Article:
Sam was unsure whether the bad man would be the hunted – or if they would be, but he had to do something. His friends were on the other side of the island, and someone had just screamed. Sam rationalized – he had Marnie’s gift to lead him in the right direction. Marnie would tell him if there was danger. She would know. Sam glanced down his sister. She was holding onto his index finger with her small hand. Sensing that Sam was looking at her, Marnie glance up.

“It’s okay, Sam. We’re okay,” Marnie reassured.

“Which way should we go, Squirt?” Sam asked. His gaze turning to the shoreline, and then back to the woods.

Marnie closed her eyes, and whispered. Tom tipped his head, and strained to listen to what Marnie was saying. Sam knew Marnie was speaking with her grandfather. Papa Jack always answered when Marnie called him.

“Papa says the water. He says the water is the way,” Marnie said with assurance.

Sam nodded.

“Marnie, you hold the back of my shirt with one hand, and hold Tom’s hand with the other, okay?” Sam said.

Marnie nodded, and grabbed ahold of the back of Sam’s shirt. She turned, and held out her other hand to Tom. Tom glanced at her hand, took a step back, and stared into Marnie’s green eyes.

“C’mon, Tom,” Marnie coaxed. “We’re okay. My Papa Jack is watching over us, and I’ll bet if you ask her, Annie will too.”

Tom closed his eyes, just as Marnie had done a few moments ago. He thought about Annie. She appeared to him, and she smiled. Tom’s mouth lifted into a small grin. He opened his eyes, and grabbed ahold of Marnie’s hand with confidence.

They set off to catch a bad man – Sam leading the way, and holding tightly to the driftwood club Marnie had found. Marnie held tight to the back of Sam’s shirt, and Tom, with all of his might, gripped tightly to Marnie’s other hand.

Sam, Marnie and Tom kept low, and moved quickly along the reedy and pebbled shoreline of the pond. Mosquitos buzzed around their ears, and dragonfly wings glinted iridescent blue and green in the bright sunlight.

Marnie stumbled over a tree root, lost her grip on Sam’s shirt, and toppled into the shallow pond with a small splash. Tom, still gripping Marnie’s hand, stumbled sideways, clumsily reached for a seedling with his free hand, and saved himself from following Marnie into the water.

“Stupid tree!” Marnie hissed.

“Ow!” shouted Tom, as he scrambled to his feet.

“Shhh!” Sam held a finger to his lips, and then offered his hand to Marnie to help her up.

As Marnie and Tom collected themselves, another scream from the other side of the island made them all jump. Sam turned in the direction of the scream, and then to Marnie and Tom.

“You two stay here! I’m going to help. You stay crouched down here. Don’t move! I’ll come back to get you. If anyone comes near you, throw pebbles at them. Throw the pebbles really hard!” Sam darted off in the direction of the scream, leaving Marnie and Tom alone at the edge of the pond.

Frowning, Marnie rang out the water from her hair.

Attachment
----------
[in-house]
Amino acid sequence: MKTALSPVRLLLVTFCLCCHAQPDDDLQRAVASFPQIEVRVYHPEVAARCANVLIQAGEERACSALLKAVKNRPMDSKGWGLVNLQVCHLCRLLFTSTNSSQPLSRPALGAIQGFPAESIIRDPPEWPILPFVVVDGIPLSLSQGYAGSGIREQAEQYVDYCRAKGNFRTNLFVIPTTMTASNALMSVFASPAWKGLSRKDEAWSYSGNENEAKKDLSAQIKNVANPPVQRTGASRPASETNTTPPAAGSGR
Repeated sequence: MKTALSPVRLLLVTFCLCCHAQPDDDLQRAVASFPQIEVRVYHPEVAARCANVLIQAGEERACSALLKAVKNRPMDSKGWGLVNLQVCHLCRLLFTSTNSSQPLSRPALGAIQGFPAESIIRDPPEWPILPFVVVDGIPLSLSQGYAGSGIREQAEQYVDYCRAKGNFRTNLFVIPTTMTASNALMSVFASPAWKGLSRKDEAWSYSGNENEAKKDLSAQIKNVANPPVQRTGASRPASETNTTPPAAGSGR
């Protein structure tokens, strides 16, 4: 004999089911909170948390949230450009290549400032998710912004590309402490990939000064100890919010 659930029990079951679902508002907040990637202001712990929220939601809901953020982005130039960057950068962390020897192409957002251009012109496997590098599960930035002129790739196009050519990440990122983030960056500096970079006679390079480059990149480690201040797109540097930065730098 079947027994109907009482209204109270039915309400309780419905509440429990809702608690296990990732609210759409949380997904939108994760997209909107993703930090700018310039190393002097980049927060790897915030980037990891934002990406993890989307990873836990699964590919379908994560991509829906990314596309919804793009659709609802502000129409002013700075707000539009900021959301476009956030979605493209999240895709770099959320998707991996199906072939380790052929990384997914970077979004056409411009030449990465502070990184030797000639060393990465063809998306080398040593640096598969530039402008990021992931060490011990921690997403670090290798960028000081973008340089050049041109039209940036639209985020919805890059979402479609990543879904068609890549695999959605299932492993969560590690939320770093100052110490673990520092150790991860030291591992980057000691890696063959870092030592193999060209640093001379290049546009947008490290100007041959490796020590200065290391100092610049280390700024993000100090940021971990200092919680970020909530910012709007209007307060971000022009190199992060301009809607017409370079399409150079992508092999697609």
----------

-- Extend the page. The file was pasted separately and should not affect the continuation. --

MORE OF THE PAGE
“I’m not staying here. I’m going to help,” Marnie said with determination.

Tom scowled. “Sam told us to stay here! We gotta stay here! He’ll get mad at us if we follow him.”

Marnie quirked her mouth, shook her head, bent down and started picking up pebbles. “Nah! He’ll be happy to see us. We’re gonna take these pebbles and chuck them real hard at the bad man,” Marnie replied. “Come on, Tom! Fill your pockets with pebbles!”

Tom threw up his hands. “Marnie, Sam said for us to stay here!”

Marnie stuck pebbles into her pocket, twitched up the corner of her mouth in thought, and glanced sideways at Tom. “Okay. You stay here. Mr. Barnes will keep you company. I’m going to help Sam!”

Tom’s violet eyes grew as large as saucers. “Mr. Barnes is here?” Tom asked, pointing a finger to the ground. “Mr. Barnes is here? Right now?”

Marnie shrugged. “Can’t you see him?”

Tom’s eyes darted left, then right. He turned in a circle, and then back to Marnie. “Nah! I don’t see anybody! You’re just tryin’ to scare me!”

Marnie quirked up the right corner of her mouth, held out her arms and shrugged. “Okay. You can stay here. I’m going to help my brother.”

Marnie waited. Tom stuck out his bottom lip as he thought about his options. Stay here with Mr. Barnes – the dead guy, or go with Marnie, get yelled at by Sam, and run into a bad man. Tom glanced from left to right, his furrowed brow relaxed slightly when he spied a rusty crow bar leaning against a tree. Tom bent to pick up the crow bar just as another scream echoed. Tom’s face clouded with anger. He picked up the crow bar, swung it onto his shoulder, and stomped toward Marnie. He grabbed her hand, and pulled her along the pebbly path.

“C’mon, Marn! We’re gonna get that bad man! Making girls scream – that’s… that’s… Well, I’m gonna whack him!”

Marnie grinned just a little. “Okay! Let’s get him, Tom! Let’s beat up that bad man!”

Marnie and Tom marched around the edge of the pond, holding tightly to each other’s hand. As they drew closer to the sounds of splashing and murmured conversations, they slowed their pace, and crouched down a bit. Peeking through the long grass, they could see Sam speaking with a group of kids about his age. He turned in their direction, but he didn’t see them.

“Okay! I’ll be back in a sec. I’ve gotta go back and get my sister and her friend. If I had known about that tree swing over the pond, I wouldn’t have thought someone was hurt. Why do girls always have to scream?” Sam laughed, and then turned in the direction of Marnie and Tom.

Marnie and Tom exchanged glances.

“We better go back to where Sam told us to stay,” Tom whispered.

Marnie nodded, and turned to race back to where her brother had left them before Sam caught them lurking in the reeds. Marnie and Tom stopped dead in the tracks. A man stood in front of them – he was huge – bigger than any one Marnie had ever seen in her life. Mr. Barnes stood to the side of the man – he was motioning for Marnie and Tom to turn and run, but both Marnie and Tom froze.

…to be continued

Torn Veil
Christmas is coming, and so is a killer. Will the psychic psychologist save Christmas and herself?